Narayana Aluru

University of Illinois at Urbana-Champaign

Materials Research

2017

Amir Barati Farimani, Mohammad Heiranian, Kyoungmin Min, and Narayana R. Aluru (2017): Antibody Subclass Detection Using Graphene Nanopores, The Journal of Physical Chemistry Letters, American Chemical Society (ACS), Vol 8, Num 7, pp1670--1676
Amir Barati Farimani, Payam Dibaeinia, and Narayana R. Aluru (2017): DNA Origami-Graphene Hybrid Nanopore for DNA Detection, ACS Applied Materials & Interfaces, American Chemical Society (ACS), Vol 9, Num 1, pp92--100

2016

Jiandong Feng, Michael Graf, Ke Liu, Dmitry Ovchinnikov, Dumitru Dumcenco, Mohammad Heiranian, Vishal Nandigana, Narayana R. Aluru, Andras Kis, and Aleksandra Radenovic (2016): Single-Layer MoS2 Nanopores as Nanopower Generators, Nature, Springer Nature, Vol 536, Num 7615, pp197--200
Yanbin Wu, Lucas K. Wagner, and Narayana R. Aluru (2016): Hexagonal Boron Nitride and Water Interaction Parameters, The Journal of Chemical Physics, AIP Publishing, Vol 144, Num 16, pp164118
Amir Barati Farimani, Narayana R. Aluru, Emad Tajkhorshid, and Eric Jakobsson (2016): Computational Approach to Designing Antibody for Ebola Virus, Biophysical Journal, Elsevier BV, Vol 110, Num 3, pp537a

2015

Mohammad Heiranian, Amir Barati Farimani, and Narayana R. Aluru (2015): Water Desalination with a Single-Layer MoS2 Nanopore, Nature Communications, Springer Nature, Vol 6, pp8616
Yanbin Wu, Lucas K. Wagner, and Narayana R. Aluru (2015): The Interaction Between Hexagonal Boron Nitride and Water from First Principles, The Journal of Chemical Physics, AIP Publishing, Vol 142, Num 23, pp234702
A. Barati Farimani, M. Heiranian, and N. R. Aluru (2015): Electromechanical Signatures for DNA Sequencing Through a Mechanosensitive Nanopore, J. Phys. Chem. Lett., American Chemical Society (ACS), Vol 6, Num 4, pp650--657

2014

Amir Barati Farimani, Kyoungmin Min, and Narayana R. Aluru (2014): DNA Base Detection Using a Single-Layer MoS 2, ACS Nano, American Chemical Society (ACS), Vol 8, Num 8, pp7914--7922

NCSA Grants $2.6M in Blue Waters Awards to Illinois Researchers

The National Center for Supercomputing Applications (NCSA) at the University of Illinois at Urbana-Champaign has awarded 3,697,000 node hours (NH) of time on the Blue Waters supercomputer to Illinois researchers from Spring 2017 proposal submissions.The combined value of these awards is over $2.6 million dollars, and through the life of the Blue Waters program, NCSA has awarded over 43 million node hours to UI researchers—a value of nearly $27 million. Some of the time allocated for Blue Waters will go to projects that focus on HIV research, Laser Interferometer Gravitational-Wave Observatory (LIGO) simulations, genomics and global warming research..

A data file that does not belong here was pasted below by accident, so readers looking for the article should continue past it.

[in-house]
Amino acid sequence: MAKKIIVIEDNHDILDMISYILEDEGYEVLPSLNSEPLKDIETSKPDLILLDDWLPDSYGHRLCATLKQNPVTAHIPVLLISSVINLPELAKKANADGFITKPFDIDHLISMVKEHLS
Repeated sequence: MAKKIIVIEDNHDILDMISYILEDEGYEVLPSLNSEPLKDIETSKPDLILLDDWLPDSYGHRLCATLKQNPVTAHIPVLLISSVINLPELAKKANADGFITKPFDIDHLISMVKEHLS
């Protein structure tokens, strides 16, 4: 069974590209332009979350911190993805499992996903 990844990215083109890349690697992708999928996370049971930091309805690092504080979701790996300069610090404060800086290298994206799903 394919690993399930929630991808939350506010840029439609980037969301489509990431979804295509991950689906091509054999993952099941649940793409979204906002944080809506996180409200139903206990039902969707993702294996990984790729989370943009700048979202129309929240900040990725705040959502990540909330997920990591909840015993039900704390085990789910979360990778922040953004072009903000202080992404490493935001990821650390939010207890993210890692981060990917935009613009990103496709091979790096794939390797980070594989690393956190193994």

17 campus teams to accelerate their research with Blue Waters

Seventeen U of I research teams from a wide range of disciplines have been awarded computational and data resources on the sustained-petascale Blue Waters supercomputer at NCSA. “These diverse projects highlight the breadth of computational research at the University of Illinois,” said Athol Kemball, associate professor of Astronomy and chair of the Illinois allocation review committee. “Illinois has a tremendous pool of talented researchers in fields from political science to chemistry to engineering who can harness the power of Blue Waters to discover and innovate.”.

New Material Could Enhance Fast And Accurate DNA Sequencing

Gene-based personalised medicine has many possibilities for diagnosis and targeted therapy, but one big bottleneck: the expensive and time-consuming DNA-sequencing process.Now, researchers at the University of Illinois (U of I) at Urbana-Champaign have found that nanopores in the material molybdenum disulfide (MoS2) could sequence DNA more accurately, quickly and inexpensively than anything yet available. ''One of the big areas in science is to sequence the human genome for under $1,000, the 'genome-at-home,''' said Narayana Aluru, a professor of mechanical science and engineering at the U of I who led the study. ''There is now a hunt to find the right material. We've used MoS2 for other problems, and we thought, why don't we try it and see how it does for DNA sequencing?''.

Single-atom-thick sheets efficiently extract electricity from salt water